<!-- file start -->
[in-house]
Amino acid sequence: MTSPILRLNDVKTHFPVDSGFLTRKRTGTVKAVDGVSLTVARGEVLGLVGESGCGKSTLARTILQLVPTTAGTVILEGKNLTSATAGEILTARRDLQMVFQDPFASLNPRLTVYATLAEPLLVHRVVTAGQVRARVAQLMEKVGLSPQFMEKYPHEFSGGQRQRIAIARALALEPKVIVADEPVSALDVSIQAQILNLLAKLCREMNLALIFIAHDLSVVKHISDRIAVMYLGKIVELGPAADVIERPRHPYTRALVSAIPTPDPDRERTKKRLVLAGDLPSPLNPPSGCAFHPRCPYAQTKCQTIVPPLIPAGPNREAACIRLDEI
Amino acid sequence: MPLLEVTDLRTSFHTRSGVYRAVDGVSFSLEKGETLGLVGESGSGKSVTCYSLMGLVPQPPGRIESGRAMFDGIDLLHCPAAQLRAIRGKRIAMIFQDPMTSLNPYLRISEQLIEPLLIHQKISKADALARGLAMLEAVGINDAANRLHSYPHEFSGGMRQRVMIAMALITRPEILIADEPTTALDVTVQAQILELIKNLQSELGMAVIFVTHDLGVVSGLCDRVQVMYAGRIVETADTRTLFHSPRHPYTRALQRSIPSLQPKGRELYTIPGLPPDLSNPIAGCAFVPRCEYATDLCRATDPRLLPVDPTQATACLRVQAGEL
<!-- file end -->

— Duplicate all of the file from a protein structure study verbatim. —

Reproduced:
[in-house]
Amino acid sequence: MTSPILRLNDVKTHFPVDSGFLTRKRTGTVKAVDGVSLTVARGEVLGLVGESGCGKSTLARTILQLVPTTAGTVILEGKNLTSATAGEILTARRDLQMVFQDPFASLNPRLTVYATLAEPLLVHRVVTAGQVRARVAQLMEKVGLSPQFMEKYPHEFSGGQRQRIAIARALALEPKVIVADEPVSALDVSIQAQILNLLAKLCREMNLALIFIAHDLSVVKHISDRIAVMYLGKIVELGPAADVIERPRHPYTRALVSAIPTPDPDRERTKKRLVLAGDLPSPLNPPSGCAFHPRCPYAQTKCQTIVPPLIPAGPNREAACIRLDEI
Amino acid sequence: MPLLEVTDLRTSFHTRSGVYRAVDGVSFSLEKGETLGLVGESGSGKSVTCYSLMGLVPQPPGRIESGRAMFDGIDLLHCPAAQLRAIRGKRIAMIFQDPMTSLNPYLRISEQLIEPLLIHQKISKADALARGLAMLEAVGINDAANRLHSYPHEFSGGMRQRVMIAMALITRPEILIADEPTTALDVTVQAQILELIKNLQSELGMAVIFVTHDLGVVSGLCDRVQVMYAGRIVETADTRTLFHSPRHPYTRALQRSIPSLQPKGRELYTIPGLPPDLSNPIAGCAFVPRCEYATDLCRATDPRLLPVDPTQATACLRVQAGEL